Enrollment numbers show more diverse UM

Holly Fournier, and Kim Kozlowski

The University of Michigan is becoming more diverse — enrolling more students of color, first-generation and low-income students as well as more students from Michigan high schools, officials announced Wednesday.

Total enrollment on the Ann Arbor campus this fall is 44,718 students, up 2.4 percent over fall 2015. Of the total, 28,983 are undergraduate students, including 12.3 percent of students who are minorities, an increase from 11.4 percent last fall.

The freshman class includes 6,689 students, up 618 from last year, officials said. That’s a 10.2 percent increase, including a 12.8 percent increase in minorities. African-American, Hawaiian, Hispanic and Native American students made up 13.8 percent of the first-year class, officials said.

“After carefully fine-tuning our enrollment process last year, we set out to intentionally grow the freshman class,” said Kedra Ishop, associate vice president for enrollment management. “We hit our target this fall and now expect to have a stable and consistent freshman class size while continuing our admissions outreach and enrollment efforts.”

The number of incoming freshmen who received federal Pell Grants, designed to help low-income students attend college, increased by 15.3 percent this year, officials said. A total of 17 percent of freshman are using the grant to attend the school this year.

Increases also were recorded among first-generation students, which are those whose parents or guardians did not earn bachelor’s degrees.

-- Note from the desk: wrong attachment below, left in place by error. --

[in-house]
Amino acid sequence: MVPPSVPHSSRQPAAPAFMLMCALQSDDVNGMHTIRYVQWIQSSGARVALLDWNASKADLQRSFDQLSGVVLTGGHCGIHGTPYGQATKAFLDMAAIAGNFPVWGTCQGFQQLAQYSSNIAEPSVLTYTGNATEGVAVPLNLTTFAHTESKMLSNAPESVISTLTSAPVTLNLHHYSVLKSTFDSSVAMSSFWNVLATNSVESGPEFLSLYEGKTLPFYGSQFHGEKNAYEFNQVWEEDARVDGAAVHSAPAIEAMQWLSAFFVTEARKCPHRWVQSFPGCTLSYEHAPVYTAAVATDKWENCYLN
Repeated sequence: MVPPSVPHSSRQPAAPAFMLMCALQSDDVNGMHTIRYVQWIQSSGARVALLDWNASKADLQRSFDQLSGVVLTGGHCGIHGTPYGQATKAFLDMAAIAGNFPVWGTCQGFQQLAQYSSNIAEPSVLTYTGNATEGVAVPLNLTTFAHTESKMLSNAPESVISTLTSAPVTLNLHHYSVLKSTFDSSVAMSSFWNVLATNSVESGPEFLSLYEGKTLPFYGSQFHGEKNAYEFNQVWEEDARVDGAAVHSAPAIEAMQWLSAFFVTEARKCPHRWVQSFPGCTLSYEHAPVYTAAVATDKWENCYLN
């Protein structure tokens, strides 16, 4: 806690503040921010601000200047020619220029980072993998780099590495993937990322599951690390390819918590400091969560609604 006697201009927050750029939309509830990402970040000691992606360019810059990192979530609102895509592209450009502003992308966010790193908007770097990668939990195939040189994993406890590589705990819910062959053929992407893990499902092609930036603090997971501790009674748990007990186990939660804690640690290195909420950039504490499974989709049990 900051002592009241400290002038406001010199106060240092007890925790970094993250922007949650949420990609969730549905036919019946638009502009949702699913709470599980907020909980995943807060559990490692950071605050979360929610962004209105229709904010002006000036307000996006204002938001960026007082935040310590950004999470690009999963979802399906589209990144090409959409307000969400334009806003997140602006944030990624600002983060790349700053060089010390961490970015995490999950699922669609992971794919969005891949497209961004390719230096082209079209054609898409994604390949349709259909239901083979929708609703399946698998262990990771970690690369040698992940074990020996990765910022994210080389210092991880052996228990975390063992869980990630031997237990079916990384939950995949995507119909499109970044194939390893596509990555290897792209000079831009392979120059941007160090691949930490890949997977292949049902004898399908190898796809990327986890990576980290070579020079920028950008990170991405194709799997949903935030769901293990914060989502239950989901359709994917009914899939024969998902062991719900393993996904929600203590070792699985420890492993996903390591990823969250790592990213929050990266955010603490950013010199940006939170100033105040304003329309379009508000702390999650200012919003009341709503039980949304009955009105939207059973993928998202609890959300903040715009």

Of this year’s freshmen, 14.2 percent were considered first-generation, up from 8.5 percent last year.

Aiden Ramirez-Tatum is a freshman, Latino, first-generation student from a low-income family. He said it’s good to see the university becoming more diverse, particularly with those from low-income families.

“I would love to meet some of these students,” said Ramirez-Tatum of Greenville. “It’s a startlingly affluent space, coming from a space where there is a lot of poverty. I am struggling to find any sort of support specifically for low-income students beyond financial aid. I am talking about a group for low-income students. There’s a group for first-generation students but that doesn’t cover the exact experience of coming from a working-class background. I love it here, but just my first month and a half here has been a culture shock specifically in relation to class.”

The latest data available of UM’s low-income students is from 2013 and shows it is low: 8 percent of in-state students came from families with incomes between $25,001-$50,000, and 9 percent came from families with income of $25,000 or less.

Meanwhile, a total of 11,067 in-state students applied this year, officials said. Of those, 44 percent (or 4,895 students) were offered admission and 3,391 enrolled.

The in-state students hailed from 528 different Michigan high schools, 38 more than last year.

On the out-of-state side, 25 percent, or 10,976, of the 44,437 applications were accepted, officials said. A total of 3,298 of those students enrolled.

Transfer-student enrollment also increased by nearly 19.3 percent to 1,060 students, with 172 students coming from satellite campuses.

This year’s transfer students tended “to be more representative of underrepresented minorities, first-generation students and come from more low-income families than in 2015,” officials said of the figures.

These figures came three weeks after UM rolled out an $85 million plan to increase campus diversity as part of its first major effort to address the issue under the leadership of President Mark Schlissel.

A more diverse student body this year comes in the wake of racist fliers that appeared a few weeks ago on campus, prompting student and faculty demonstrations and several denouncements from Schlissel.

UM’s increased diversity also is evolving after the school was at the center of a decade-long, national debate around affirmative action in higher education, twice involving the U.S. Supreme Court. Campus diversity remains low, critics say.


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